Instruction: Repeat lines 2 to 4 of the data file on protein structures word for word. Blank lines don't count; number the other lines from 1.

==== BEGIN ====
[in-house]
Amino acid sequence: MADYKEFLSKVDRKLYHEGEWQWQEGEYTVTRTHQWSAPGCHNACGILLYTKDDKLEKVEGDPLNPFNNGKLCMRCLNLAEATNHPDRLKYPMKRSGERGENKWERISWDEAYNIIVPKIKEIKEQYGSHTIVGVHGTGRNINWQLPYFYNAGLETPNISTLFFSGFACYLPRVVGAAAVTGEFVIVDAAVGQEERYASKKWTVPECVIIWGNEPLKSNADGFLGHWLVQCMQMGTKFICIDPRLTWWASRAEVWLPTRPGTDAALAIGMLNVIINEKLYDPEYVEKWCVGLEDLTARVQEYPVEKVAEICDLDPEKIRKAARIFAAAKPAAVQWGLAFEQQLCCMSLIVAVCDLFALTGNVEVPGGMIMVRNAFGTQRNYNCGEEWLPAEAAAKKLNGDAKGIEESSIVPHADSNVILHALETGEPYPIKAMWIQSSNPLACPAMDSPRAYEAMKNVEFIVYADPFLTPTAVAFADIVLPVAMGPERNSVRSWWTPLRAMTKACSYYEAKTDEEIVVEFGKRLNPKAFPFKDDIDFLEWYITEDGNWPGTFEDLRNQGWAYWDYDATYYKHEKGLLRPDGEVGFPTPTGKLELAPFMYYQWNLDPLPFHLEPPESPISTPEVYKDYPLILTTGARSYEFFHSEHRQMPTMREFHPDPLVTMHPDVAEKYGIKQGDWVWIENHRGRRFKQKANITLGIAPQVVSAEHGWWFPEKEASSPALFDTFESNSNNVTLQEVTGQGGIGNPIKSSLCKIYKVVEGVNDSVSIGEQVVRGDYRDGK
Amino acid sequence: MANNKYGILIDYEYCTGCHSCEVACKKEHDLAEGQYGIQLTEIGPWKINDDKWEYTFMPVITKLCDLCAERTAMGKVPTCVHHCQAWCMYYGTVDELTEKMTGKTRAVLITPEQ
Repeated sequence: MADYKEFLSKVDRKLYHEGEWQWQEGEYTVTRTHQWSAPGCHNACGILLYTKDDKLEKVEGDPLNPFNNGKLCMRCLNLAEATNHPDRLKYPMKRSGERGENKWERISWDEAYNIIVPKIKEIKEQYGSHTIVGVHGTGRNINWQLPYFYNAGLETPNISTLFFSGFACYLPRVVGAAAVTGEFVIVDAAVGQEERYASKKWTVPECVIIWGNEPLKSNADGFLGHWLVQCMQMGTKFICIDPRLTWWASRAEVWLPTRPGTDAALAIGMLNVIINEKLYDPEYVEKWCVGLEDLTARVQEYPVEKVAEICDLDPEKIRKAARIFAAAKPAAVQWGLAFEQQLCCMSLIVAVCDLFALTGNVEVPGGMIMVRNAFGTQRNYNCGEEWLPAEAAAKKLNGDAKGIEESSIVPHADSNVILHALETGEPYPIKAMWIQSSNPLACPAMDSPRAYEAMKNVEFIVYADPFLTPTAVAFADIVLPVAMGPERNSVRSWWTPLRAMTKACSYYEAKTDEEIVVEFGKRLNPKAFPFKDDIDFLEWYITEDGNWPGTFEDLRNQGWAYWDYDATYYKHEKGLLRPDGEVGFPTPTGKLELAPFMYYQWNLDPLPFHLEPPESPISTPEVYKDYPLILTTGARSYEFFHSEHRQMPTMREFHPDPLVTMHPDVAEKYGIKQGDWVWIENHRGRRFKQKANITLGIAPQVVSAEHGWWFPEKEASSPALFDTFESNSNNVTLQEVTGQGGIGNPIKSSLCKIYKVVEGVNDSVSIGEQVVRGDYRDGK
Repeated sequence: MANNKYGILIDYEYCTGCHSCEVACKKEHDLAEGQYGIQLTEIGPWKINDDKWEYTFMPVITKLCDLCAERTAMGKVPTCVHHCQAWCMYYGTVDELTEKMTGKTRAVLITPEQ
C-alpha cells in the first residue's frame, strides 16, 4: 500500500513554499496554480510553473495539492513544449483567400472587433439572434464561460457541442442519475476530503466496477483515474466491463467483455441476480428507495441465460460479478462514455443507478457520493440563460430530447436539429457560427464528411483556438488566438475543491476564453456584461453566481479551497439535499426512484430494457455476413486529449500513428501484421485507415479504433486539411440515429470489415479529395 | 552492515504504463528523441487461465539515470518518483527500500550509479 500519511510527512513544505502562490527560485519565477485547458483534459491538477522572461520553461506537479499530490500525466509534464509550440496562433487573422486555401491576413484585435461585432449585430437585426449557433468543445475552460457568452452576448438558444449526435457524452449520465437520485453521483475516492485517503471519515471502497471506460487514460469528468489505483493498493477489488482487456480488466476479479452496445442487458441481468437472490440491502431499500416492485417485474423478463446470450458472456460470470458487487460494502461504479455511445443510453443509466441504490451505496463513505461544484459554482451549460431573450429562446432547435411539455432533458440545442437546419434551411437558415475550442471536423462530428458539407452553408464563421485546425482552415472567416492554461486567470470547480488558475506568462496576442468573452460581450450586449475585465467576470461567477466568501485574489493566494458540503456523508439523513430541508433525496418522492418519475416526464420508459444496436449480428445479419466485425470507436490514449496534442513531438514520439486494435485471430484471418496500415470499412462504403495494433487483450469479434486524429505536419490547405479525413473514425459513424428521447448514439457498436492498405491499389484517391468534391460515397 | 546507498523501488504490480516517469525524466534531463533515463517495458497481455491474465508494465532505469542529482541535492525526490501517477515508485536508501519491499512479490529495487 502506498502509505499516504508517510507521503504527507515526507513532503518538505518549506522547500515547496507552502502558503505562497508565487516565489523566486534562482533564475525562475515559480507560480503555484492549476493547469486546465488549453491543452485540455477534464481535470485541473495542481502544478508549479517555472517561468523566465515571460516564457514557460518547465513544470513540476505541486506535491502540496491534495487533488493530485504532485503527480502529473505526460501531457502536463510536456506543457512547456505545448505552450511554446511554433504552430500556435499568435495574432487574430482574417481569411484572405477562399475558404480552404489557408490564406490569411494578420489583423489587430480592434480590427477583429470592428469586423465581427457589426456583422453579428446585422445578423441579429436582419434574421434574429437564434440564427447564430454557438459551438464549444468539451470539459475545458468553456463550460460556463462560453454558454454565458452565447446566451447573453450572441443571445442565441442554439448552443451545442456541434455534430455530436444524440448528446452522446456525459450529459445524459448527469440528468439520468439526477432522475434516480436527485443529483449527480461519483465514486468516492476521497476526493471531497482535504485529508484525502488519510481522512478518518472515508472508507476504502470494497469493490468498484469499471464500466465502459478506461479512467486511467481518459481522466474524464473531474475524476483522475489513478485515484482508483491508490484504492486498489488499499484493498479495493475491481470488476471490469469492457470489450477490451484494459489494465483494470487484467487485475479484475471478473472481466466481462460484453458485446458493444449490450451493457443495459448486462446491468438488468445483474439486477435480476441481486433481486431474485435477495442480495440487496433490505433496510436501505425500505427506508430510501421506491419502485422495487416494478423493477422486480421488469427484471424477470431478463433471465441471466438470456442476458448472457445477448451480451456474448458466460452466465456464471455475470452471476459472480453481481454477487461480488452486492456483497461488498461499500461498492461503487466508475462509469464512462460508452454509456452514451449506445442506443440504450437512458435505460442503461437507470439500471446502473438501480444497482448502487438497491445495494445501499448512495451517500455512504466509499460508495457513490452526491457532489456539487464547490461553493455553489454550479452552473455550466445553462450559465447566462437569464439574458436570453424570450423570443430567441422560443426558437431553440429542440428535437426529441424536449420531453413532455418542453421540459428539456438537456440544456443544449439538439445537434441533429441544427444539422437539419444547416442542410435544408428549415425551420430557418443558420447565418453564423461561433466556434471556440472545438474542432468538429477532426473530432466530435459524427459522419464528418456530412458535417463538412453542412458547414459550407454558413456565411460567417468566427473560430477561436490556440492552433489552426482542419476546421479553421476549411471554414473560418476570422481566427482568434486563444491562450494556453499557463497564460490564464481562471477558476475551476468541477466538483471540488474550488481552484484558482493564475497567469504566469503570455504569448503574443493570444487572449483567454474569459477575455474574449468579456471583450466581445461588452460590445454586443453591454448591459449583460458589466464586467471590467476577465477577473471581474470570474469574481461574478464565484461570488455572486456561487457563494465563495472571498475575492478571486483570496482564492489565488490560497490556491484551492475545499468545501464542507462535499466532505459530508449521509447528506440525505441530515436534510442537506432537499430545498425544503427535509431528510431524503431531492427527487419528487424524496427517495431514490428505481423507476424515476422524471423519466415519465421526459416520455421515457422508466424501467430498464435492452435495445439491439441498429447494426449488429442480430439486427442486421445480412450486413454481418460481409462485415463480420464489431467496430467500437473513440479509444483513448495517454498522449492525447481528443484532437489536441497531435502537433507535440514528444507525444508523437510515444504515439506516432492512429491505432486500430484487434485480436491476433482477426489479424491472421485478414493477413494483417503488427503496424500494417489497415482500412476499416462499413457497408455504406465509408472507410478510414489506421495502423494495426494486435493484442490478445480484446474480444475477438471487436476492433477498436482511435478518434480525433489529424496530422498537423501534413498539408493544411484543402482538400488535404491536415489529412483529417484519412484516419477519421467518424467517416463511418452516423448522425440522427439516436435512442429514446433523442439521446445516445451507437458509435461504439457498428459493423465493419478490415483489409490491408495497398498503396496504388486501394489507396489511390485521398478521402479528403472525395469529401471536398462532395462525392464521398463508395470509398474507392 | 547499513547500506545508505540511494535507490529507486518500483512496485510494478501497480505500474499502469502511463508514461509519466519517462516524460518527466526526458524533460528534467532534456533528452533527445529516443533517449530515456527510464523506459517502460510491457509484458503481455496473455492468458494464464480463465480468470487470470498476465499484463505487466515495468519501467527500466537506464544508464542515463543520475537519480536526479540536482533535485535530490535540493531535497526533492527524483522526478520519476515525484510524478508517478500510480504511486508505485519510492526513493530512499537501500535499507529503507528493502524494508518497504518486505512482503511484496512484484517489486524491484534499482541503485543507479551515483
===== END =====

Amino acid sequence: MADYKEFLSKVDRKLYHEGEWQWQEGEYTVTRTHQWSAPGCHNACGILLYTKDDKLEKVEGDPLNPFNNGKLCMRCLNLAEATNHPDRLKYPMKRSGERGENKWERISWDEAYNIIVPKIKEIKEQYGSHTIVGVHGTGRNINWQLPYFYNAGLETPNISTLFFSGFACYLPRVVGAAAVTGEFVIVDAAVGQEERYASKKWTVPECVIIWGNEPLKSNADGFLGHWLVQCMQMGTKFICIDPRLTWWASRAEVWLPTRPGTDAALAIGMLNVIINEKLYDPEYVEKWCVGLEDLTARVQEYPVEKVAEICDLDPEKIRKAARIFAAAKPAAVQWGLAFEQQLCCMSLIVAVCDLFALTGNVEVPGGMIMVRNAFGTQRNYNCGEEWLPAEAAAKKLNGDAKGIEESSIVPHADSNVILHALETGEPYPIKAMWIQSSNPLACPAMDSPRAYEAMKNVEFIVYADPFLTPTAVAFADIVLPVAMGPERNSVRSWWTPLRAMTKACSYYEAKTDEEIVVEFGKRLNPKAFPFKDDIDFLEWYITEDGNWPGTFEDLRNQGWAYWDYDATYYKHEKGLLRPDGEVGFPTPTGKLELAPFMYYQWNLDPLPFHLEPPESPISTPEVYKDYPLILTTGARSYEFFHSEHRQMPTMREFHPDPLVTMHPDVAEKYGIKQGDWVWIENHRGRRFKQKANITLGIAPQVVSAEHGWWFPEKEASSPALFDTFESNSNNVTLQEVTGQGGIGNPIKSSLCKIYKVVEGVNDSVSIGEQVVRGDYRDGK
Amino acid sequence: MANNKYGILIDYEYCTGCHSCEVACKKEHDLAEGQYGIQLTEIGPWKINDDKWEYTFMPVITKLCDLCAERTAMGKVPTCVHHCQAWCMYYGTVDELTEKMTGKTRAVLITPEQ
Repeated sequence: MADYKEFLSKVDRKLYHEGEWQWQEGEYTVTRTHQWSAPGCHNACGILLYTKDDKLEKVEGDPLNPFNNGKLCMRCLNLAEATNHPDRLKYPMKRSGERGENKWERISWDEAYNIIVPKIKEIKEQYGSHTIVGVHGTGRNINWQLPYFYNAGLETPNISTLFFSGFACYLPRVVGAAAVTGEFVIVDAAVGQEERYASKKWTVPECVIIWGNEPLKSNADGFLGHWLVQCMQMGTKFICIDPRLTWWASRAEVWLPTRPGTDAALAIGMLNVIINEKLYDPEYVEKWCVGLEDLTARVQEYPVEKVAEICDLDPEKIRKAARIFAAAKPAAVQWGLAFEQQLCCMSLIVAVCDLFALTGNVEVPGGMIMVRNAFGTQRNYNCGEEWLPAEAAAKKLNGDAKGIEESSIVPHADSNVILHALETGEPYPIKAMWIQSSNPLACPAMDSPRAYEAMKNVEFIVYADPFLTPTAVAFADIVLPVAMGPERNSVRSWWTPLRAMTKACSYYEAKTDEEIVVEFGKRLNPKAFPFKDDIDFLEWYITEDGNWPGTFEDLRNQGWAYWDYDATYYKHEKGLLRPDGEVGFPTPTGKLELAPFMYYQWNLDPLPFHLEPPESPISTPEVYKDYPLILTTGARSYEFFHSEHRQMPTMREFHPDPLVTMHPDVAEKYGIKQGDWVWIENHRGRRFKQKANITLGIAPQVVSAEHGWWFPEKEASSPALFDTFESNSNNVTLQEVTGQGGIGNPIKSSLCKIYKVVEGVNDSVSIGEQVVRGDYRDGK